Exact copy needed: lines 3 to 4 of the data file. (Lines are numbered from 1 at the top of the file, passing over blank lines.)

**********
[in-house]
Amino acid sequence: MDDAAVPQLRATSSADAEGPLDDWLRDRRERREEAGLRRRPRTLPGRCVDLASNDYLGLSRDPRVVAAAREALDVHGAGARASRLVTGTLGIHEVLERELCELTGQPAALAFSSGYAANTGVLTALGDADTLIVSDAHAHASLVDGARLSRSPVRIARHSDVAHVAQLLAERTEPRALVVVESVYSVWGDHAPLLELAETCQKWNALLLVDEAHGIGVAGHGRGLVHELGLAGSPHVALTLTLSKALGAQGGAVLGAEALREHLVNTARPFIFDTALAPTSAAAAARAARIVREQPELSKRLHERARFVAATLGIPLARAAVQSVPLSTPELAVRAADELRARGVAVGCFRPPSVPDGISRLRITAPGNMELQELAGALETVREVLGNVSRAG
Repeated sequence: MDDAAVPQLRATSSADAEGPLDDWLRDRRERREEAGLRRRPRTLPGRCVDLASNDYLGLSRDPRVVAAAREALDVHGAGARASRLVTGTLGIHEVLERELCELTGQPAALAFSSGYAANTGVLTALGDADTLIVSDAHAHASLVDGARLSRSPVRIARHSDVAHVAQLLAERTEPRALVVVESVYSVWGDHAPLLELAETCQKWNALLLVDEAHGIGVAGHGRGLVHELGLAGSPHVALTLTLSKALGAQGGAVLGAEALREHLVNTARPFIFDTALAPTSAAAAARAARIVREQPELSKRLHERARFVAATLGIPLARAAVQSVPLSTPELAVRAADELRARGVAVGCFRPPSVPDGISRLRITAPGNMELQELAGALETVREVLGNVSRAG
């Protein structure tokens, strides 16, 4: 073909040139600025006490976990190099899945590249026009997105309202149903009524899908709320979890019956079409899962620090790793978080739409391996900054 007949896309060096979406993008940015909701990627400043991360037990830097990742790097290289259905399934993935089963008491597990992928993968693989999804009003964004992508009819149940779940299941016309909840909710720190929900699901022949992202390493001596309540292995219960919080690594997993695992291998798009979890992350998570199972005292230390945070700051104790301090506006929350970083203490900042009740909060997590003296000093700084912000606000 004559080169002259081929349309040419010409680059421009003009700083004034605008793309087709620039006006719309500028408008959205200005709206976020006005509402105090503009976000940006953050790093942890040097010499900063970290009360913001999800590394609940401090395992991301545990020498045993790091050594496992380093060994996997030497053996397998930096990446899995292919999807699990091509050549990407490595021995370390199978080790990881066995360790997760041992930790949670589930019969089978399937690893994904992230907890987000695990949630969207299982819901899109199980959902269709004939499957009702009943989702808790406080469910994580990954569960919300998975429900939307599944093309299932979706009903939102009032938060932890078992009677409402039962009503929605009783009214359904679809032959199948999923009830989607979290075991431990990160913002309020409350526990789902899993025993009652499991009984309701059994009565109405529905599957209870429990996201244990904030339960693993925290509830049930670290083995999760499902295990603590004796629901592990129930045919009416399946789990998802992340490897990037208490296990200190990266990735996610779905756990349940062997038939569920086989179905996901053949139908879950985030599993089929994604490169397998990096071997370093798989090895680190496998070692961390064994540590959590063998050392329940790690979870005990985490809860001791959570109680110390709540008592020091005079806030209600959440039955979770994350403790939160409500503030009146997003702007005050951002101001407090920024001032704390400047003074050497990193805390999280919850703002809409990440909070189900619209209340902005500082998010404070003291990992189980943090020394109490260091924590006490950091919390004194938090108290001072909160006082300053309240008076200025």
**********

Repeated sequence: MDDAAVPQLRATSSADAEGPLDDWLRDRRERREEAGLRRRPRTLPGRCVDLASNDYLGLSRDPRVVAAAREALDVHGAGARASRLVTGTLGIHEVLERELCELTGQPAALAFSSGYAANTGVLTALGDADTLIVSDAHAHASLVDGARLSRSPVRIARHSDVAHVAQLLAERTEPRALVVVESVYSVWGDHAPLLELAETCQKWNALLLVDEAHGIGVAGHGRGLVHELGLAGSPHVALTLTLSKALGAQGGAVLGAEALREHLVNTARPFIFDTALAPTSAAAAARAARIVREQPELSKRLHERARFVAATLGIPLARAAVQSVPLSTPELAVRAADELRARGVAVGCFRPPSVPDGISRLRITAPGNMELQELAGALETVREVLGNVSRAG
């Protein structure tokens, strides 16, 4: 073909040139600025006490976990190099899945590249026009997105309202149903009524899908709320979890019956079409899962620090790793978080739409391996900054 007949896309060096979406993008940015909701990627400043991360037990830097990742790097290289259905399934993935089963008491597990992928993968693989999804009003964004992508009819149940779940299941016309909840909710720190929900699901022949992202390493001596309540292995219960919080690594997993695992291998798009979890992350998570199972005292230390945070700051104790301090506006929350970083203490900042009740909060997590003296000093700084912000606000 004559080169002259081929349309040419010409680059421009003009700083004034605008793309087709620039006006719309500028408008959205200005709206976020006005509402105090503009976000940006953050790093942890040097010499900063970290009360913001999800590394609940401090395992991301545990020498045993790091050594496992380093060994996997030497053996397998930096990446899995292919999807699990091509050549990407490595021995370390199978080790990881066995360790997760041992930790949670589930019969089978399937690893994904992230907890987000695990949630969207299982819901899109199980959902269709004939499957009702009943989702808790406080469910994580990954569960919300998975429900939307599944093309299932979706009903939102009032938060932890078992009677409402039962009503929605009783009214359904679809032959199948999923009830989607979290075991431990990160913002309020409350526990789902899993025993009652499991009984309701059994009565109405529905599957209870429990996201244990904030339960693993925290509830049930670290083995999760499902295990603590004796629901592990129930045919009416399946789990998802992340490897990037208490296990200190990266990735996610779905756990349940062997038939569920086989179905996901053949139908879950985030599993089929994604490169397998990096071997370093798989090895680190496998070692961390064994540590959590063998050392329940790690979870005990985490809860001791959570109680110390709540008592020091005079806030209600959440039955979770994350403790939160409500503030009146997003702007005050951002101001407090920024001032704390400047003074050497990193805390999280919850703002809409990440909070189900619209209340902005500082998010404070003291990992189980943090020394109490260091924590006490950091919390004194938090108290001072909160006082300053309240008076200025």